… hoverflies …

(Don’t forget to click the images …)

Hoverflies are difficult to photograph.
Patience is needed

A pocket size camera doesn’t frighten them as much as an SLR with macro lens.
The autofocus of the Canon Ixus HS230 is a disaster … always focussing on the far away background.

A piece of paper fools the camera.

The photographer has to be
patient
and fast
and very careful.

He can’t make any sudden movement.
The gigantic eye sees everything, even backwards!

On picture_03: ‘trying to taste the finger’,
you can see one of both “gyroscopic” stabilizers
that make these animals
so agile and free to move —
backwards, forwards, up or down.

— — — — — — — —

Our minds are like the hoverfly
jumping around all the time,
interpreting perception
acting according to
the ‘feeling lucky’ option
of the ‘google-in-our-head’.

Try to calm your mind,
as much as that animal,
that could sit
on my finger
for minutes.

Or try to be as patient as the photographer:
the sharp intensity of focus
and patience together
keeps the mind so busy
that no more noise is produced
by that ‘google-in-my-head’.


Pictures by bvdb (whoisbert) July/August 2013 – @home / @Oye-Plage(F) – Canon ixus HS230 – IMG_3874/3876/4217/4218

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25 thoughts on “… hoverflies …

  1. Flower-flies are wonderful. If they are thirsty and you offer them a moist spot on your hand, you can see them drinking with a stamp-like long tongue. It is very cute to observe. However, because flower-flies resemble wasps, people are afraid to let them drink and -this way- miss out observing the drinking.

    • I wonder whether it tickles or not .. and how steady does one have to be? I noticed the difference between wasps and these smaller flies around my twenties. Realizing that a wasp does not have a straight body. They say that some elves ride along on the hoverfly’s back … but the larger fairies only hitch hike on dragonflies 🙂

  2. Compassion (karuna) is the desire to remove harm and suffering from others and, focussed on one’s own understanding of the situation, ‘purifies one’s mind, avoids evil-induced consequences, leads to happiness in one’s present life…’ Kālāmā Sutta (AN 3.65) ‘The four directions’.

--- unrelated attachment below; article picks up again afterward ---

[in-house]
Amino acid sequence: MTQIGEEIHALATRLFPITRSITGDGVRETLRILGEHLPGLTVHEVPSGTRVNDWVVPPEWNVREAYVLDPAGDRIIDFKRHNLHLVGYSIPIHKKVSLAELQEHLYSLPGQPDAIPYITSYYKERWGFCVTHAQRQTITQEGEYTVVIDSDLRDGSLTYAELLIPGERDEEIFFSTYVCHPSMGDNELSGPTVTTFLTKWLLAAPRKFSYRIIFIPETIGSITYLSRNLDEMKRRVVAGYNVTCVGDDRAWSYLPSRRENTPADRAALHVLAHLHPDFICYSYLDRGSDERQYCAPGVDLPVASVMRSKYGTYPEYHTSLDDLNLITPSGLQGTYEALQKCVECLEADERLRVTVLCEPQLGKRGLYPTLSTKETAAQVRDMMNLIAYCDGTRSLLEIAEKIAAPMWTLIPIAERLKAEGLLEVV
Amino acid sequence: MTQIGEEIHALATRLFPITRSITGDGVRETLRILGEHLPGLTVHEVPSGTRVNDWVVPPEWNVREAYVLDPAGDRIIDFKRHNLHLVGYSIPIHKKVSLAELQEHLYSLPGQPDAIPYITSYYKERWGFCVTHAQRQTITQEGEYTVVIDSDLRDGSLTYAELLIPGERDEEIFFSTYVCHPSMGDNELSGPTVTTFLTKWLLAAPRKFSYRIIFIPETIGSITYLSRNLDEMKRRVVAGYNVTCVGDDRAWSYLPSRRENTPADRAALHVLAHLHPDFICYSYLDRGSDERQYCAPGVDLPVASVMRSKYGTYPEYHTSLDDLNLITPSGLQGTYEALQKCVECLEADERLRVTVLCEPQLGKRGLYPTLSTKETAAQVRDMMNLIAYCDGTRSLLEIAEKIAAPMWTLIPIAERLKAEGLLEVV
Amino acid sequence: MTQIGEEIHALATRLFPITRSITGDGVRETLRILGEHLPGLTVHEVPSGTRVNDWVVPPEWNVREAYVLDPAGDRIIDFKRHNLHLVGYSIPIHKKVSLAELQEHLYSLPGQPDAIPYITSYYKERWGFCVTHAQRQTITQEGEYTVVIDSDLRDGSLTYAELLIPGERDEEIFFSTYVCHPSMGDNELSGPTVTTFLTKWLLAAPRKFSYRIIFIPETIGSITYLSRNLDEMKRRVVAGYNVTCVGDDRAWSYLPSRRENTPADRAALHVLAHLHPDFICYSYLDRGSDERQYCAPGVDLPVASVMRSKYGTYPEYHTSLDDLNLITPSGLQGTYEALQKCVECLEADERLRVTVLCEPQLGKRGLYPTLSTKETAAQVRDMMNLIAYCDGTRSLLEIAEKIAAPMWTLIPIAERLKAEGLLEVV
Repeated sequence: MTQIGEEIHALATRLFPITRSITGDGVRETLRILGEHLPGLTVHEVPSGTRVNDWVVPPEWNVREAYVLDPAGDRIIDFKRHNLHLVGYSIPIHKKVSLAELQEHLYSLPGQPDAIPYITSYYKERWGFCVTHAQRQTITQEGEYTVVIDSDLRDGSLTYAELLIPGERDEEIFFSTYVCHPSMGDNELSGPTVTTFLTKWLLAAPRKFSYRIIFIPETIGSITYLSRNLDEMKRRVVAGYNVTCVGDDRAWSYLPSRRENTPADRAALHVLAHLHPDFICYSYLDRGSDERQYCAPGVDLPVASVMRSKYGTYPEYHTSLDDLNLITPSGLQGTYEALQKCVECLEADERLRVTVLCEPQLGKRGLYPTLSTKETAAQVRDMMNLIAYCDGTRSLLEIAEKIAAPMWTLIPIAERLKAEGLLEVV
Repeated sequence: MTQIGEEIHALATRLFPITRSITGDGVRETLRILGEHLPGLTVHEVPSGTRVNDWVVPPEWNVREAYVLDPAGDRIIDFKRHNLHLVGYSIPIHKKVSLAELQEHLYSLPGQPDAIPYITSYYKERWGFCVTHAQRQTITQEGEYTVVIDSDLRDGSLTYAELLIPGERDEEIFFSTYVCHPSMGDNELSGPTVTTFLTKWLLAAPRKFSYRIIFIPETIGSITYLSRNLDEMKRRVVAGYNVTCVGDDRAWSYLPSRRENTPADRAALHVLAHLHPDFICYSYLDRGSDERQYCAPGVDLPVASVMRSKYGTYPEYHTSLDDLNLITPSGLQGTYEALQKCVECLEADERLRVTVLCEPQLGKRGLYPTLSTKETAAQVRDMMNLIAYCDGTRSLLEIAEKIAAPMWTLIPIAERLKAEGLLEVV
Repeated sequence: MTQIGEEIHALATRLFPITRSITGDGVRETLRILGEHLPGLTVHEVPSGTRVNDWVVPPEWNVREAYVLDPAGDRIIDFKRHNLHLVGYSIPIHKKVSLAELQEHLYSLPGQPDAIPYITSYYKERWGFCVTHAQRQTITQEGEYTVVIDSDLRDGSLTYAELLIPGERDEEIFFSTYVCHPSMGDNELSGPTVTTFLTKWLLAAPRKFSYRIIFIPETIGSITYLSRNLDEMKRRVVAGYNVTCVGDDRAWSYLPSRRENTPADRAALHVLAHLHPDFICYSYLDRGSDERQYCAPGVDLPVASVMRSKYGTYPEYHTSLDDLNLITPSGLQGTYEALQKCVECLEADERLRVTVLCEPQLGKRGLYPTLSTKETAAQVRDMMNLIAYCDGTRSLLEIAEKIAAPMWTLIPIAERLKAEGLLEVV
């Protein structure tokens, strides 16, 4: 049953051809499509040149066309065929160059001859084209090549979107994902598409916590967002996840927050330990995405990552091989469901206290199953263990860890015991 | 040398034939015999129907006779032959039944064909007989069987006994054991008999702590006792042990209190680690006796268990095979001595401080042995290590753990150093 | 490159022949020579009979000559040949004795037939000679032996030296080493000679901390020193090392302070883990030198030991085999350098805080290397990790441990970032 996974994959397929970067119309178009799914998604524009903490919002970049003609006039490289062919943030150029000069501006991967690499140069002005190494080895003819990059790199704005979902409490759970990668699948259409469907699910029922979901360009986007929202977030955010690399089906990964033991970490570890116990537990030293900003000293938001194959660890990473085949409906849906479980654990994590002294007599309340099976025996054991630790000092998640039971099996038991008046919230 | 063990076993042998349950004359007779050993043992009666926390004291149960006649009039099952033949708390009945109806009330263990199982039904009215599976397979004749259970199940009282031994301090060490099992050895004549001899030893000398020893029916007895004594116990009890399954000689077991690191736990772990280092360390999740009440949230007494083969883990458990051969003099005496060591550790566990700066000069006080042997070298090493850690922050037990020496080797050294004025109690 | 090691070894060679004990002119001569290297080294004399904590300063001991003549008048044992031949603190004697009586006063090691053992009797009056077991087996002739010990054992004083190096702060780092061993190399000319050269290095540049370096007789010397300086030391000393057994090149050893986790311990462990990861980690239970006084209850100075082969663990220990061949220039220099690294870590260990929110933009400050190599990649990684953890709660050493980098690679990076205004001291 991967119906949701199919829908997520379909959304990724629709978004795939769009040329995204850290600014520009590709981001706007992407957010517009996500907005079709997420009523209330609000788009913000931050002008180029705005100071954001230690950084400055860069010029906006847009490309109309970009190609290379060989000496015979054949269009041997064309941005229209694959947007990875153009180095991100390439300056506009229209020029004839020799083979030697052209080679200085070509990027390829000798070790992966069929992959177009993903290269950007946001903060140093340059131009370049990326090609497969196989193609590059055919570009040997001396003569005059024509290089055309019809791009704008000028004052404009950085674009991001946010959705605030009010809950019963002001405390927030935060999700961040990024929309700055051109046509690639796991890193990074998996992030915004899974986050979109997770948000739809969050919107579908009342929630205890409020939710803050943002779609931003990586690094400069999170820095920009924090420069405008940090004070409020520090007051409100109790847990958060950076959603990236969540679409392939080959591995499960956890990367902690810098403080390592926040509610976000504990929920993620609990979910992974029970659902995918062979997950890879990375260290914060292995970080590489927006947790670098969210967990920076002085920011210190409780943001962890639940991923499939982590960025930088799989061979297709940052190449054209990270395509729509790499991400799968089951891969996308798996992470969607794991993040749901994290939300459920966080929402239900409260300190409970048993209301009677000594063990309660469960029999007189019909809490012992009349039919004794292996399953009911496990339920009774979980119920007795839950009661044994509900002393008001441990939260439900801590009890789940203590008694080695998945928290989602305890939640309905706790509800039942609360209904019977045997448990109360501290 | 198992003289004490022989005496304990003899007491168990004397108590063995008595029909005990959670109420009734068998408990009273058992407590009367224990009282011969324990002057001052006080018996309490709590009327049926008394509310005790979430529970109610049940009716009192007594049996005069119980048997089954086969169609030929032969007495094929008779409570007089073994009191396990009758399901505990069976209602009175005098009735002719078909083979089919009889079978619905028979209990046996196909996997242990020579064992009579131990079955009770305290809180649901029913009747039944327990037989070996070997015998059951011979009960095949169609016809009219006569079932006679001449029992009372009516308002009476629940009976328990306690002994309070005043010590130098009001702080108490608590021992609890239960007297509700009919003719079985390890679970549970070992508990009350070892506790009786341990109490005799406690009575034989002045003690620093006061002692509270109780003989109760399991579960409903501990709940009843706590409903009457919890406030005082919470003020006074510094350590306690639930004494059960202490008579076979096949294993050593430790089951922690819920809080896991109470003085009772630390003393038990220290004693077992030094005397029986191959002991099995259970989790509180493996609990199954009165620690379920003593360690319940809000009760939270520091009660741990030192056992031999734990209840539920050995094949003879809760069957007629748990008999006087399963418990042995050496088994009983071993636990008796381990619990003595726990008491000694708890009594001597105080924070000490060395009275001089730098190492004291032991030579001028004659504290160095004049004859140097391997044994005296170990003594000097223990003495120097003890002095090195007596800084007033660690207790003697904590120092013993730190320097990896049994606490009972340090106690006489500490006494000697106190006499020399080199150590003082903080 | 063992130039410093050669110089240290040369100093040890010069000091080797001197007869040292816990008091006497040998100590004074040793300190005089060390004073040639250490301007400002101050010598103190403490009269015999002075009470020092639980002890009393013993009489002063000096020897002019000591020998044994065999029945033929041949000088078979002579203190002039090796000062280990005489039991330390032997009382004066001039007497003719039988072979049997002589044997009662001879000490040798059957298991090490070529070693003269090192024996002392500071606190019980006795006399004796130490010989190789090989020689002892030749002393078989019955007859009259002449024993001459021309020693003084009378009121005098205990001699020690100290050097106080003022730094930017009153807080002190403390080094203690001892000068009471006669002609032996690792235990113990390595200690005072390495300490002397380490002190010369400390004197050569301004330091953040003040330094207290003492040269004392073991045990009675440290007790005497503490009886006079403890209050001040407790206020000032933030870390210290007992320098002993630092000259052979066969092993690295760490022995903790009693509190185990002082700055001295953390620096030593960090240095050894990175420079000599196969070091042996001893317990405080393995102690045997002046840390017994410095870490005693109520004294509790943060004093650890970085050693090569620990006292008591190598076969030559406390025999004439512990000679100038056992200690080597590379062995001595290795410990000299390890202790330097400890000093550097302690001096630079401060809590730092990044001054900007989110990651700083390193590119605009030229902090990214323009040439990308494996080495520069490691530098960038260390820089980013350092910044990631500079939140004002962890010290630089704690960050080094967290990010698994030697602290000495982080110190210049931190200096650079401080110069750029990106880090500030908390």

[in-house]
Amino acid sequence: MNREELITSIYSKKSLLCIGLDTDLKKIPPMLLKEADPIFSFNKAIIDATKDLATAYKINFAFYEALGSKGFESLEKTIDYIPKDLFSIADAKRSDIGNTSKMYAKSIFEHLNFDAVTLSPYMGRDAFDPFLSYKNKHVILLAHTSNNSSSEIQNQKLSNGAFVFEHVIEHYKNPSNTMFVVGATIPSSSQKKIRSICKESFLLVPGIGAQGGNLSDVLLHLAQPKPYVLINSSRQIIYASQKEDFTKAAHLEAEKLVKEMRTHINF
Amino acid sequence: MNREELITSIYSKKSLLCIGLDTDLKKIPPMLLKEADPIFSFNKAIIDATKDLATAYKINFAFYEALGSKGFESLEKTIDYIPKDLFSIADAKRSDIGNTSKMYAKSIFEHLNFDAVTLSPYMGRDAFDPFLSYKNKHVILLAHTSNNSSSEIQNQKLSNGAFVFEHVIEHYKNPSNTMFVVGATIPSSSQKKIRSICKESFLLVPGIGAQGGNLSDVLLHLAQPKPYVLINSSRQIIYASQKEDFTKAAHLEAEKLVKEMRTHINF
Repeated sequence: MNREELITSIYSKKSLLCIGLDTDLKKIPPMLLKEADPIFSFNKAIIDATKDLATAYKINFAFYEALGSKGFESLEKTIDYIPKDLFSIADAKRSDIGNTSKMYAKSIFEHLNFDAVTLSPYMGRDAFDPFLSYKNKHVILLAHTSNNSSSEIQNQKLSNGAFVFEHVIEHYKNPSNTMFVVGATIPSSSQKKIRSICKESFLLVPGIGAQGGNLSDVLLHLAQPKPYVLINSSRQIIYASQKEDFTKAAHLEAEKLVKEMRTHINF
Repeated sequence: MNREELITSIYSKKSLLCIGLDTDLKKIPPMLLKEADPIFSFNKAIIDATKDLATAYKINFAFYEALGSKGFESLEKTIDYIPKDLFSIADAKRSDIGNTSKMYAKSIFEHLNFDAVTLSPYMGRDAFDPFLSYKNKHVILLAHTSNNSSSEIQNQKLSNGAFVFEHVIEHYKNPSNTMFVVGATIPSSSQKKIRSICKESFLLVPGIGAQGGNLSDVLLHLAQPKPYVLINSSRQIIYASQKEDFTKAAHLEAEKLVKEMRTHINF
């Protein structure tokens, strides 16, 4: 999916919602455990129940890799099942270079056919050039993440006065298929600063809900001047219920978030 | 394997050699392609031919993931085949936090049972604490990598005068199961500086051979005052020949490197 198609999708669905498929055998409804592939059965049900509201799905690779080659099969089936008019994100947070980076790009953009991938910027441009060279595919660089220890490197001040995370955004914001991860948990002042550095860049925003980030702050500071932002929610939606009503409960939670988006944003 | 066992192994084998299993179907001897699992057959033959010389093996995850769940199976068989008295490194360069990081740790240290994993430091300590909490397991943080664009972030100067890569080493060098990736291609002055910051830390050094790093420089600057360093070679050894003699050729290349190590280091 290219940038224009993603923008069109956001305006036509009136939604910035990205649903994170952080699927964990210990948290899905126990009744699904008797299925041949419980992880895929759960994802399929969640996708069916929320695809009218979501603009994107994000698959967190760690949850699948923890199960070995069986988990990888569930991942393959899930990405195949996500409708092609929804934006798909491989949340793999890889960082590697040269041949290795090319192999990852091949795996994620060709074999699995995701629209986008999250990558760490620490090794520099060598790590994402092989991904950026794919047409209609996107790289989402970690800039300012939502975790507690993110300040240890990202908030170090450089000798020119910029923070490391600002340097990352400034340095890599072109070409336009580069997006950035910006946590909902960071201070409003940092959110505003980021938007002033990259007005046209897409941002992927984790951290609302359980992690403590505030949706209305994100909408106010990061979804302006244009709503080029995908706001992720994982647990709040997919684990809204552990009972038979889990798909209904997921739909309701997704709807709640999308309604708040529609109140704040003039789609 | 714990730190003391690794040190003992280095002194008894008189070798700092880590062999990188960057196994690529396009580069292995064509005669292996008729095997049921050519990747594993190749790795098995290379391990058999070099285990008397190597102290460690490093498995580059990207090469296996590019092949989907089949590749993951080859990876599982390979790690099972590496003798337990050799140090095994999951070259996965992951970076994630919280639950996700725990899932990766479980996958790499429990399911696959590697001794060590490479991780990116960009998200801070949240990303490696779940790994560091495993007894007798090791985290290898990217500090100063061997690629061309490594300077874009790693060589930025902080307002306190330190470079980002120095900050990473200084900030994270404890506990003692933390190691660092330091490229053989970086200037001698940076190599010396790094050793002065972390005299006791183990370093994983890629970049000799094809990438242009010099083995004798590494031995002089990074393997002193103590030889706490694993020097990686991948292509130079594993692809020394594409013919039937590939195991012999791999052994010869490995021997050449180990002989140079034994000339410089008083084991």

3. “interpreting perception, acting according to the ‘feeling lucky’ option of the ‘google-in-our-head’”. This it, the whole thing about perception is pretty much hit-or-miss; it’s how the hoverflies evolved – humans too?

    • Evolution is hit and survive or miss and be forgotten. Our mental capacities are probably built on this principle. I’m however in the unknowing on the totality of who i am. There is an indication that we are more than just genes. And this is also the case for the hoverfly or the cows on the meadow. Empathy might still be partly in the genes, but compassion goes far beyond.

      • It could also be appled to how certain ideas manage to survive while others disappear and what is it about these ideas that causes them to survive? ‘Interpreting perception’ suggests there’s flexibility in the way we perceive. The ‘who i am’ thing is not so important, maybe for hoverflies it’s not important at all and the cows are happy enough in the meadow – we could follow their example…

        • This reminds me of the word ‘memes’ and also of the linux operating system – both evolving often through the same laws that govern natural selection. In the end, the ideas itself are not so important. The problem is that we so often identify ourselves with them and conform to them.

          • Maybe I don’t mean ‘ideas’… In the context of the Buddha’s teachings, which are directed towards the cessation of suffering, what are the conditions that cause the evolving meme to be the way it is? Can we say natural selection, survival, is based on Greed, Hatred, Delusion (lobha, dosa, moha)?

            • Perhaps there is evolution in mental and transmental capabilities. Perhaps greed and hatred are part of the survivalist mind of the individual, while compassion belongs to something far beyond that individual altogether. Perhaps for me it is better to remain in the unknowing concerning these questions. Most of the time, thinking about this makes me sad.

    • Hey, great to see you here 🙂

      … how much is little patience … ??

      Six 50 minute documentaries on the BBC often take 5 years to create by a crew of many film makers and photographers.

      These 4 pictures are the result of 50 shots that all together took about 1 hour in two different locations. But it didn’t feel like patience, more like an interesting adventure. When the curious hoverfly started investigating my left index finger, awe and excitement made time completely disappear.

      Yesterday I waited in the car for a family member delivering a parcel. Those 45 minutes felt at least 10 times longer than taking these shots. Although I thought I kept my impatience hidden under the veil of politeness, my mood swing was noted and had to be taken care of by consuming some brownies.

    • 🙂
      I used to be afraid from hoverflies till well in my thirties, thinking they were some kind of wasp. The children in my life forced me to investigate what is dangerous and what isn’t. Gadflies are still unwelcome these days, although many of them have beautiful colours.

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